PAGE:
In an epic duel that began today in the scorching midday sun and ended 5 hours 10 minutes later in the long, cool shadows of early evening, Vitas Gerulaitis defeated Guillermo Vilas, 6-7, 7-6, 6-7, 6-4, 6-2, to win the Italian Open tennis championship for the second time in three years.
Gerulaitis, 24, regained the second most important clay court title of Europe with remarkable stamina and perseverance, winning a splendid war in the red dust of Foro Italico between two of the strongest, quickest, fittest players in international tennis.
Gerulaitis kept battling relentlessly in the 90-degree heat of the white marble pressure cooker on the banks of the Tiber despite the disappointment of having led in each of the first three sets, only to lose two of then in tie breakers.
The flamboyant New Yorker, who is popular with the excitable and emotionally involved Italian spectators, must have been tempted to give up the torturous struggle when a 3-1 lead turned into a 3-4 deficit in the pivotal fourth set, but he kept attacking at every opportunity.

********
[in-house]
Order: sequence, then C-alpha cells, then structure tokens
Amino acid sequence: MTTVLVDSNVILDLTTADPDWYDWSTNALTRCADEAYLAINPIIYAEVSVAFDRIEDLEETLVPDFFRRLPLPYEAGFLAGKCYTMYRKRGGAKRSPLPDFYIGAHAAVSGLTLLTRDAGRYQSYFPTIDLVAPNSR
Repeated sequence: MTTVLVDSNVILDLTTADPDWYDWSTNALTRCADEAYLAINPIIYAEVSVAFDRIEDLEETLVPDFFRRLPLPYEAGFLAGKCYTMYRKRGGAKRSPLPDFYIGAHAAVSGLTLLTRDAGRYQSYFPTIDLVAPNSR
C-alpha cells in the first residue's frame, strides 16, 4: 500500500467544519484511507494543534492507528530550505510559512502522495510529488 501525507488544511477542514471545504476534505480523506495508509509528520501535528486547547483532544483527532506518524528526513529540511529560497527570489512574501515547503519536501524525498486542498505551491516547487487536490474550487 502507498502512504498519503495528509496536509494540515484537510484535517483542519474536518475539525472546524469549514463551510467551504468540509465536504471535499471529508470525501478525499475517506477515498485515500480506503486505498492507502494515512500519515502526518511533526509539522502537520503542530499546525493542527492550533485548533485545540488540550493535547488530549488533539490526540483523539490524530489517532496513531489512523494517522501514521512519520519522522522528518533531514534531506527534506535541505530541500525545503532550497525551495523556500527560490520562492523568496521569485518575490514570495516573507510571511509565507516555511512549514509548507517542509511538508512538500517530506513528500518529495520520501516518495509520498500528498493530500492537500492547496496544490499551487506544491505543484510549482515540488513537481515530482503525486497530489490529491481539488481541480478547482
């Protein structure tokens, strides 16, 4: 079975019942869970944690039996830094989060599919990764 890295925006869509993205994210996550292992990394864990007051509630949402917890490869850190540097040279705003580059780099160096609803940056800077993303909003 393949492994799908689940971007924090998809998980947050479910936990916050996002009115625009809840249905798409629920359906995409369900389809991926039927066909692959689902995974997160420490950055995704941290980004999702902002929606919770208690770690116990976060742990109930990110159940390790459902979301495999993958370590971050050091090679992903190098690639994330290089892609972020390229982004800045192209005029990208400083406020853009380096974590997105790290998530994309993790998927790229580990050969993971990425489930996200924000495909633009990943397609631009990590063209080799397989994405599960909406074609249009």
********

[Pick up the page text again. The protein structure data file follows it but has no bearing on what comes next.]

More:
Following first serves to the net some of the time, scooting in behind chipped approach shots and aggressive returns of shots Vilas serves whenever he had the chance, Gerulaitis varied his attack smartly and refused to admit fatigue. He put a couple of strctches of fitful volleying out of his mind and seized nine of the last 11 games.
Vilas, 26, the muscular left-hander who was runner-up here in 1976 and won the French and U.S. opens on clay in 1977, continued to fight gallantly as well.
He swooped into the forecourt much more than he usually does on slow surfaces, made some memorable spinning volleys, but in the end was not Gerulaitis' equal at the net. When the zip and accuracy went out of his topspin passing shots in the last two sets, he did not have enough artillery in reserve.
At the finish, the crowd of 10,000 appreciative spectators erupted in applause for both players, creators of a marathon match that was rich in shotmaking, courage, and resolve.